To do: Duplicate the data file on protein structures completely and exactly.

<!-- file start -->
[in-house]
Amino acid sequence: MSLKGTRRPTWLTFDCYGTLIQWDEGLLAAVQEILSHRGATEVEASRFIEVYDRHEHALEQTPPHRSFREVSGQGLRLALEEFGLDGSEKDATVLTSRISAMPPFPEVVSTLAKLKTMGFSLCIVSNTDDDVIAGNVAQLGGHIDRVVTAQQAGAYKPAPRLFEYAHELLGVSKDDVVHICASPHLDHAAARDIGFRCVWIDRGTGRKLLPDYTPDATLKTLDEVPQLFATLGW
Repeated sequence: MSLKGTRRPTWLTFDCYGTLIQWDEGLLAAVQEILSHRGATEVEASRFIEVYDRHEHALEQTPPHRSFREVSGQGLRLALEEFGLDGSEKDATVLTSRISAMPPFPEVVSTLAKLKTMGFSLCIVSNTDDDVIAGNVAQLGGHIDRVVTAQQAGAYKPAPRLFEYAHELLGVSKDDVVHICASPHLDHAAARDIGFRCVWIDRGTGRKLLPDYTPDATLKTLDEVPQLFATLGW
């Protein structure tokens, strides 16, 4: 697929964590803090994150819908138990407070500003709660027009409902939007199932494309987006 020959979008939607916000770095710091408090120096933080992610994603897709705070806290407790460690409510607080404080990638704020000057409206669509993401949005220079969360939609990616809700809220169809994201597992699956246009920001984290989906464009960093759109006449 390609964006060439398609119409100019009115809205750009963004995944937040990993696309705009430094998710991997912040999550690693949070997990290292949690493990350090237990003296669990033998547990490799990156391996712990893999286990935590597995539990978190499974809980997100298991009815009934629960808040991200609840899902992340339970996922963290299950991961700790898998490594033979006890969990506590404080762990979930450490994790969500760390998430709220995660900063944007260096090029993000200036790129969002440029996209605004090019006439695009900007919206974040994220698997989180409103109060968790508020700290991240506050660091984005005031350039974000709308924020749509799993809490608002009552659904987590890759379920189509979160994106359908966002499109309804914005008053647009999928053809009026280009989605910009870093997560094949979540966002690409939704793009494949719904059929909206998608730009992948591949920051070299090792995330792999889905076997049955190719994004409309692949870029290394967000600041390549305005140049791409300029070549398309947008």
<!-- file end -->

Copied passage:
[in-house]
Amino acid sequence: MSLKGTRRPTWLTFDCYGTLIQWDEGLLAAVQEILSHRGATEVEASRFIEVYDRHEHALEQTPPHRSFREVSGQGLRLALEEFGLDGSEKDATVLTSRISAMPPFPEVVSTLAKLKTMGFSLCIVSNTDDDVIAGNVAQLGGHIDRVVTAQQAGAYKPAPRLFEYAHELLGVSKDDVVHICASPHLDHAAARDIGFRCVWIDRGTGRKLLPDYTPDATLKTLDEVPQLFATLGW
Repeated sequence: MSLKGTRRPTWLTFDCYGTLIQWDEGLLAAVQEILSHRGATEVEASRFIEVYDRHEHALEQTPPHRSFREVSGQGLRLALEEFGLDGSEKDATVLTSRISAMPPFPEVVSTLAKLKTMGFSLCIVSNTDDDVIAGNVAQLGGHIDRVVTAQQAGAYKPAPRLFEYAHELLGVSKDDVVHICASPHLDHAAARDIGFRCVWIDRGTGRKLLPDYTPDATLKTLDEVPQLFATLGW
């Protein structure tokens, strides 16, 4: 697929964590803090994150819908138990407070500003709660027009409902939007199932494309987006 020959979008939607916000770095710091408090120096933080992610994603897709705070806290407790460690409510607080404080990638704020000057409206669509993401949005220079969360939609990616809700809220169809994201597992699956246009920001984290989906464009960093759109006449 390609964006060439398609119409100019009115809205750009963004995944937040990993696309705009430094998710991997912040999550690693949070997990290292949690493990350090237990003296669990033998547990490799990156391996712990893999286990935590597995539990978190499974809980997100298991009815009934629960808040991200609840899902992340339970996922963290299950991961700790898998490594033979006890969990506590404080762990979930450490994790969500760390998430709220995660900063944007260096090029993000200036790129969002440029996209605004090019006439695009900007919206974040994220698997989180409103109060968790508020700290991240506050660091984005005031350039974000709308924020749509799993809490608002009552659904987590890759379920189509979160994106359908966002499109309804914005008053647009999928053809009026280009989605910009870093997560094949979540966002690409939704793009494949719904059929909206998608730009992948591949920051070299090792995330792999889905076997049955190719994004409309692949870029290394967000600041390549305005140049791409300029070549398309947008």